North Korea blocked access to a key joint industrial zone with South Korea yesterday — a sharp escalation in a military crisis that Washington blamed on Pyongyang’s “reckless” behavior.
North Korea informed Seoul in the morning that it was stopping the daily movement of South Koreans into the Seoul-funded Kaesong complex — 10km inside the North side of the border.
However, it said that the 861 South Koreans currently in the zone were at liberty to leave.
Any move on Kaesong — established in 2004 and a crucial source of hard currency for North Korea — carries enormous significance.
Neither of the Koreas has allowed previous crises to significantly affect the complex, which is the only surviving example of inter-Korean cooperation and seen as a bellwether for stability on the Korean Peninsula.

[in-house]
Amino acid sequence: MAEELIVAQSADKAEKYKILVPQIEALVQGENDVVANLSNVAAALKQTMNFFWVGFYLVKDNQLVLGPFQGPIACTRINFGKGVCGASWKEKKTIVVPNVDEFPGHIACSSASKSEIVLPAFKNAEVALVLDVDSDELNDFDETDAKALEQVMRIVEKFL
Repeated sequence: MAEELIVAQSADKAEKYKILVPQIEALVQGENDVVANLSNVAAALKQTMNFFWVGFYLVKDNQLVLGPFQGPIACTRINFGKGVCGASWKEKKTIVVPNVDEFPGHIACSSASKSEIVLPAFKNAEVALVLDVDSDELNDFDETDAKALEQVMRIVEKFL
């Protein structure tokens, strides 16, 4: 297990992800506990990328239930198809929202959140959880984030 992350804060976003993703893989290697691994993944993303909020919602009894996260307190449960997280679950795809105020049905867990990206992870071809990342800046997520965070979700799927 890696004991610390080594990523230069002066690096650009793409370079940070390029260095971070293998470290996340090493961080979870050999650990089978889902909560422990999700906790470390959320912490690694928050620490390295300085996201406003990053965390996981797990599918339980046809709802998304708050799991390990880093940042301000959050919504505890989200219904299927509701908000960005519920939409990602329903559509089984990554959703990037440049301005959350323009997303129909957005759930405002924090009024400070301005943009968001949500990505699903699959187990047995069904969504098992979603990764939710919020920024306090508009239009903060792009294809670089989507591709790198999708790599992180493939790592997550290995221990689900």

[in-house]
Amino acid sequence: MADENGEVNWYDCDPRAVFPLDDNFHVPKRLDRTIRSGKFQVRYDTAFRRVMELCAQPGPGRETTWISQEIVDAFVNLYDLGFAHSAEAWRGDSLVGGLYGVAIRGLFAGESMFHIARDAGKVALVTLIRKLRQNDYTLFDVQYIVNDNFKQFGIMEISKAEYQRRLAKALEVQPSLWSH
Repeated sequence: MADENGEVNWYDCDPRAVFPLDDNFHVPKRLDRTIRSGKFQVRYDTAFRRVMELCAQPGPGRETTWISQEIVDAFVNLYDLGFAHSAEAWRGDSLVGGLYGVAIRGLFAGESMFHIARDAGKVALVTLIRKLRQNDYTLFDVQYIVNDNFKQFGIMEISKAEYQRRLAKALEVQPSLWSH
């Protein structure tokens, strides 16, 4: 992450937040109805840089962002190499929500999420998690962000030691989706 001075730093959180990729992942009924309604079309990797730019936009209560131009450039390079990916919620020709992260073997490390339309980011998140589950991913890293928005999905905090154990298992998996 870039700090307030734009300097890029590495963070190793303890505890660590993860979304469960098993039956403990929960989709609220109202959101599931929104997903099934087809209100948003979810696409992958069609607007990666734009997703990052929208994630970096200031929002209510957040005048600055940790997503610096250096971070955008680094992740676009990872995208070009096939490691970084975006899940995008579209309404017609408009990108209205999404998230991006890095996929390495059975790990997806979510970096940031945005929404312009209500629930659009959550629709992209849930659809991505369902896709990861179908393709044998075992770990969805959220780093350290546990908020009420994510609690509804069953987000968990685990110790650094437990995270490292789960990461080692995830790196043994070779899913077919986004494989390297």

The South Korean Ministry of Defense said it had contingency plans that included “military action” in case the safety of its citizens working there was threatened.
China, the North’s sole major ally, appealed for “calm” from all sides yesterday, repeating Beijing’s oft-declared position.
“Under the current circumstances, China believes that all parties should exercise calm and restraint,” Chinese Ministry of Foreign Affairs spokesman Hong Lei (洪磊) said.
Russian Deputy Foreign Minister Igor Morgulov said he was “worried” by the situation, saying even a simple human error could cause the crisis to spiral out of control.
Describing the Kaesong ban as “very regrettable,” South Korea’s Unification Ministry urged the North to normalize access “immediately.”
“Otherwise ... not only will inter-Korean relations be negatively affected, but North Korea will invoke greater criticism and isolation from the international community,” the ministry said in a statement.
It added that 33 South Koreans had returned from Kaesong, with hundreds staying on to keep their companies running.
US Secretary of State John Kerry on Tuesday denounced what he called the “unacceptable rhetoric” emanating from Pyongyang and North Korean leader Kim Jong-un.